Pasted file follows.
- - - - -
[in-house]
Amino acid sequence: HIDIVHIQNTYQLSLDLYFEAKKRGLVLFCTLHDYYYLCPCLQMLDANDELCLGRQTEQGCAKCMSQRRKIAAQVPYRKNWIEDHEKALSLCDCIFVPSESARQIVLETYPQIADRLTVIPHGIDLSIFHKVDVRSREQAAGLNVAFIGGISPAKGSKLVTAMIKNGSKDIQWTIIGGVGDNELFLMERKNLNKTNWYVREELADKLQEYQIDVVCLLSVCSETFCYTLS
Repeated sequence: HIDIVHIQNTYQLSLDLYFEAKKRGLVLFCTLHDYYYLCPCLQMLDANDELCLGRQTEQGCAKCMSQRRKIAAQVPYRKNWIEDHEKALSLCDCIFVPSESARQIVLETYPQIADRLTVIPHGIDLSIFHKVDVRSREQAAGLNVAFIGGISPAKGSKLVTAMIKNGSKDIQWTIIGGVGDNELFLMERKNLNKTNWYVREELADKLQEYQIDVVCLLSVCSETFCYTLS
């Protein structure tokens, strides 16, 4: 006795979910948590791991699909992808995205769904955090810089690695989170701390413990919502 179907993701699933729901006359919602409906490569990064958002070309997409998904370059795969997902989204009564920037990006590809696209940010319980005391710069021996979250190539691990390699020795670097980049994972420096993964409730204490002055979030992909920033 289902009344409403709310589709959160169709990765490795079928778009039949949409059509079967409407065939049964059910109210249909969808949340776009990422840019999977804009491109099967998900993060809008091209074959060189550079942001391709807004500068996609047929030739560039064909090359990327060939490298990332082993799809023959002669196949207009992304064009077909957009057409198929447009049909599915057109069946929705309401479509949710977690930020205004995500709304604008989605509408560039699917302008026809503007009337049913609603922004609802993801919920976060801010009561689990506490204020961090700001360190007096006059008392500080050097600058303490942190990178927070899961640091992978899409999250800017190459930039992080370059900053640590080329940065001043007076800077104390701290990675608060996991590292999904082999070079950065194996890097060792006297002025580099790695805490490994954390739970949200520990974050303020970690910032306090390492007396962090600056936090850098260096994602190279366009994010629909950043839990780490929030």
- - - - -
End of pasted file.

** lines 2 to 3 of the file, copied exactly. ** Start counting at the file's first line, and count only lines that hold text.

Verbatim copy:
Amino acid sequence: HIDIVHIQNTYQLSLDLYFEAKKRGLVLFCTLHDYYYLCPCLQMLDANDELCLGRQTEQGCAKCMSQRRKIAAQVPYRKNWIEDHEKALSLCDCIFVPSESARQIVLETYPQIADRLTVIPHGIDLSIFHKVDVRSREQAAGLNVAFIGGISPAKGSKLVTAMIKNGSKDIQWTIIGGVGDNELFLMERKNLNKTNWYVREELADKLQEYQIDVVCLLSVCSETFCYTLS
Repeated sequence: HIDIVHIQNTYQLSLDLYFEAKKRGLVLFCTLHDYYYLCPCLQMLDANDELCLGRQTEQGCAKCMSQRRKIAAQVPYRKNWIEDHEKALSLCDCIFVPSESARQIVLETYPQIADRLTVIPHGIDLSIFHKVDVRSREQAAGLNVAFIGGISPAKGSKLVTAMIKNGSKDIQWTIIGGVGDNELFLMERKNLNKTNWYVREELADKLQEYQIDVVCLLSVCSETFCYTLS